University of BRISTOL Amy Lovelock 21/06/2006







Is it safe?


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Is it Safe?

Studies have shown that 75-80% of ingested sodium benzoate leaves the body within 6 hours, and all is gone by 10 hours. The natural metabolic process in the body occurs in the liver and combines sodium benzoate with glycine to produce hippuric acid, which can then be excreted. This will remove around 95% of all sodium benzoate in the body; any remaining can be detoxified with glycuronic acid. 


The problem with sodium benzoate is the benzene ring. Benzene has been listed as a highly poisonous chemical which can increase the likelihood of cancer, in particular leukemia.

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Benzene can be formed from sodium benzoate by the addition of ascorbic acid (vitamin c) and these two are often found in conjunction with each other as ascorbic acid is also added to drinks as an antioxidant and to prolong shelf life.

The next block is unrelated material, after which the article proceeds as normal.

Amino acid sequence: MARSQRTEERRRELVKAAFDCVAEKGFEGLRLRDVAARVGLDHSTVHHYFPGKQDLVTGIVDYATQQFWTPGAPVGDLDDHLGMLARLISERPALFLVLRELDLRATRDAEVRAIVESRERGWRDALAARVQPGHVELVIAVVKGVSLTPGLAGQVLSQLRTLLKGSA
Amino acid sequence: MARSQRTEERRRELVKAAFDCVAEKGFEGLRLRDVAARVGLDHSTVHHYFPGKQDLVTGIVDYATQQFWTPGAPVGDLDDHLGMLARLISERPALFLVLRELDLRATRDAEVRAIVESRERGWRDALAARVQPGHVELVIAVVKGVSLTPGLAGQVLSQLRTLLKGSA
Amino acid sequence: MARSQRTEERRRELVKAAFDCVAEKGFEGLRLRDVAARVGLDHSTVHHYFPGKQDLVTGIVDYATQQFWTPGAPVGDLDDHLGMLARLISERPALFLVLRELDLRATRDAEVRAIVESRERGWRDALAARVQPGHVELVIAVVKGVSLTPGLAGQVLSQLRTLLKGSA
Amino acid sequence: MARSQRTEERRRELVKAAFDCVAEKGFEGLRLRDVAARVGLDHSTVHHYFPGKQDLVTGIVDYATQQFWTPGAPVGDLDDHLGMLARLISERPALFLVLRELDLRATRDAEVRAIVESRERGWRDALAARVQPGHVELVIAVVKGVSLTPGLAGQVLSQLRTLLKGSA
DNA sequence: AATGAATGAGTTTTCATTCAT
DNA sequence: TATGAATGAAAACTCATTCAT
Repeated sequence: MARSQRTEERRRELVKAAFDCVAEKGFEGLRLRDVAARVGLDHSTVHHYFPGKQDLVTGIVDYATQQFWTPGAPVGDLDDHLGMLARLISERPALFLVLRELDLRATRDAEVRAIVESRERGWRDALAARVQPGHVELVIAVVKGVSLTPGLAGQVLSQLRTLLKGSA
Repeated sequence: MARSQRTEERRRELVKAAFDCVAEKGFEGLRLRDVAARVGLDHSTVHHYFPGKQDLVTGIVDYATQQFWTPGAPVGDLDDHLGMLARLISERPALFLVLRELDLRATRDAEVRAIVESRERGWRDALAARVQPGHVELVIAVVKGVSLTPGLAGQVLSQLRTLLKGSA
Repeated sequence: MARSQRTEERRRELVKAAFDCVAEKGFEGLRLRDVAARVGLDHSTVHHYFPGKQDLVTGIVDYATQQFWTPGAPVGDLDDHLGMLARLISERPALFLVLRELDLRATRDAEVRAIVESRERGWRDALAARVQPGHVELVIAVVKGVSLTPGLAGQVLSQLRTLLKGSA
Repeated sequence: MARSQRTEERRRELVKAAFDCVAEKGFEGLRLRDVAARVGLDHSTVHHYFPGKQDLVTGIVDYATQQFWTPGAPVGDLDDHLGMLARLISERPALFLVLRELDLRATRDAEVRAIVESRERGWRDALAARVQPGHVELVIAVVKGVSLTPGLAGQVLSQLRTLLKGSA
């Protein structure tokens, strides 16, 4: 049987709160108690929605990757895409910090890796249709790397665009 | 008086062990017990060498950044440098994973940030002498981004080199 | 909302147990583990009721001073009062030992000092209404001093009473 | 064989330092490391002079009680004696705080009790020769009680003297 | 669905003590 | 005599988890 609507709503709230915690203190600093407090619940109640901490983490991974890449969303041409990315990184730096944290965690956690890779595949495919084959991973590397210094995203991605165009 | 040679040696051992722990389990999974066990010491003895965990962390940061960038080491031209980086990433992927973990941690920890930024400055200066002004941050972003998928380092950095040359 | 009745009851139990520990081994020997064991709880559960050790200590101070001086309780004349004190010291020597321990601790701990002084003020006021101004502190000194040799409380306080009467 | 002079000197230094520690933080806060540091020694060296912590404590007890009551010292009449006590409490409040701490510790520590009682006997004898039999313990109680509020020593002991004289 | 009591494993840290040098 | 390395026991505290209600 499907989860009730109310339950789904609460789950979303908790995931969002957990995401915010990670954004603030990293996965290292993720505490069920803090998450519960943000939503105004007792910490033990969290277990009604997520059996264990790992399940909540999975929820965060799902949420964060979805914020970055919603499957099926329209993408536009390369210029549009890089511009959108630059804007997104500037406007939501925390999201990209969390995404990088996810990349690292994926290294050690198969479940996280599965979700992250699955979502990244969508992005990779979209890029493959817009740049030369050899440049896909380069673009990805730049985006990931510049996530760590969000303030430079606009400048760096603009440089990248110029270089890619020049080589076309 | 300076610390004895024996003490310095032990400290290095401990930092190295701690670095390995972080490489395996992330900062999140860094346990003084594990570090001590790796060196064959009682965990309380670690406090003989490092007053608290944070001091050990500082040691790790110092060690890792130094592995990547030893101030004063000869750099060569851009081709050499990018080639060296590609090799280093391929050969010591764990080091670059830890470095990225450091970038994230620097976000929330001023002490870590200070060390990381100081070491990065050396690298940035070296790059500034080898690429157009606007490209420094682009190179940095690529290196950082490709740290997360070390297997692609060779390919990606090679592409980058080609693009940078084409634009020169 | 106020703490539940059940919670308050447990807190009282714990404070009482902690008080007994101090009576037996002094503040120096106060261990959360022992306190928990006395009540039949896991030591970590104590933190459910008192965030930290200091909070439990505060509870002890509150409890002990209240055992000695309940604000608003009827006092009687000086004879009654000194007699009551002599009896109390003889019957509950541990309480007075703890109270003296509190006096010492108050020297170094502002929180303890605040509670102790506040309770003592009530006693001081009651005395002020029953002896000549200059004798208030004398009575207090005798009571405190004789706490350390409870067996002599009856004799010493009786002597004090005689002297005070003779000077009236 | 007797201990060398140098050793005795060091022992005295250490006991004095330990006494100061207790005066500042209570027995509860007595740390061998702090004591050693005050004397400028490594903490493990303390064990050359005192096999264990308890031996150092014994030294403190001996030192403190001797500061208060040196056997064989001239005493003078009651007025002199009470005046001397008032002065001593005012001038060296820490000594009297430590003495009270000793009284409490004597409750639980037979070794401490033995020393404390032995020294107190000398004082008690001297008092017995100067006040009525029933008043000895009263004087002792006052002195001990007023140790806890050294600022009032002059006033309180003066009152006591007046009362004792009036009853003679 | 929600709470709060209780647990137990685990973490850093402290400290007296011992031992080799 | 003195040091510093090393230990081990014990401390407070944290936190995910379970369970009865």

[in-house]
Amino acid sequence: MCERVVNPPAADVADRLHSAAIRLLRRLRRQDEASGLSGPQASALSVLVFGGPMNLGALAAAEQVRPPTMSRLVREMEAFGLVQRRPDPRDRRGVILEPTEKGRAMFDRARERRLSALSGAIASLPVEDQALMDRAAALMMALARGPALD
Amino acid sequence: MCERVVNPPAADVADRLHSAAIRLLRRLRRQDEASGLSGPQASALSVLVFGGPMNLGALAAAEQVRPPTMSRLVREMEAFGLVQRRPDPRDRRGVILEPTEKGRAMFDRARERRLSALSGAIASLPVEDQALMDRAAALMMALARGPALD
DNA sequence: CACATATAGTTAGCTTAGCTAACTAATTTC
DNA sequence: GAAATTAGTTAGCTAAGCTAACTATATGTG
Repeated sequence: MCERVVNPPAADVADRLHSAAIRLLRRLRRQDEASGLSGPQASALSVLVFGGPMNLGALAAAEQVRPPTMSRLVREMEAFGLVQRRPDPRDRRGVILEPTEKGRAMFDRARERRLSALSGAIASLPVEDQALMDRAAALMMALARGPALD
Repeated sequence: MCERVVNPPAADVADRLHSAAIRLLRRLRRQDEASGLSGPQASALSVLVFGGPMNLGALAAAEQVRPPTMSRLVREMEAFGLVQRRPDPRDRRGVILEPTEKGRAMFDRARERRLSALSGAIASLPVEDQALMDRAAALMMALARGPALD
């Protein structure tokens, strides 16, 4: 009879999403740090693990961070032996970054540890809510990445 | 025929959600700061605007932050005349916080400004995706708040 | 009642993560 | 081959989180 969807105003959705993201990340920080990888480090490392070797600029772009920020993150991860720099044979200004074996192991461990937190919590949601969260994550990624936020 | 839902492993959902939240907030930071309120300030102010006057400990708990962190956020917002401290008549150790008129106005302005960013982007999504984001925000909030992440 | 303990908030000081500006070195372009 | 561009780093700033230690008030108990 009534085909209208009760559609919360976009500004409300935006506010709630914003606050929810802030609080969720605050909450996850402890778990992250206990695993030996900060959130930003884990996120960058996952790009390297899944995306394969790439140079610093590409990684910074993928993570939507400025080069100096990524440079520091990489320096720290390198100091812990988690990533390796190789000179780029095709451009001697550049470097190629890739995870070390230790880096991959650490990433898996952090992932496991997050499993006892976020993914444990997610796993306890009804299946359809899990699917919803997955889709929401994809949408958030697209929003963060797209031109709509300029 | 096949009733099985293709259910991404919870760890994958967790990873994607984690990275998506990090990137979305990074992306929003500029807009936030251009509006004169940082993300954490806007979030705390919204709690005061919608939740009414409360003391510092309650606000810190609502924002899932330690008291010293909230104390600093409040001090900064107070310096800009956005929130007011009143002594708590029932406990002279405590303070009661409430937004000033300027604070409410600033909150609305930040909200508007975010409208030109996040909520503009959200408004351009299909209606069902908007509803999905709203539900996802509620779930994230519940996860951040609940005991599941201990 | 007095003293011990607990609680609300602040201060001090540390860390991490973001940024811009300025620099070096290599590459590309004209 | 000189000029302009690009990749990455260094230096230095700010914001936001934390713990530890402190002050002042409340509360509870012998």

The mechanism involves the ascorbic acid reacting with metal atoms such as iron or copper dissolved in the drink to create hydroxyl radicals. As we know, under acidic conditions found in the carbonated drinks sodium benzoate breaks down into benzoic acid. The hydroxyl radical attacks the benzoic acid, evolving carbon dioxide and leaving just benzene in the drink. This problem is now controlled in the US by the addition of the chelating agent calcium disodium EDTA.


The food and Drug Administration (FDA) has labeled sodium benzoate as safe, but however it has imposed a limit (in the US and Europe) to the amount allowed in drinks. This limit currently stands at 1 part par billion, the same as the standard for drinking water.

So the answer to "is it safe?" is yes, subject to the limits imposed by law. 






  Additional information:
  •  This is is the skeletal formula of glycine.

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  • This is the skeletal formula of hippuric acid.

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  • Glycuronic acid is the uronic acid of glycose, which has the skeletal formula s follows.

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  • Radicals are species with an unpaired electron, they are highly reactive and usually "steal" an electron from the nearest stable species.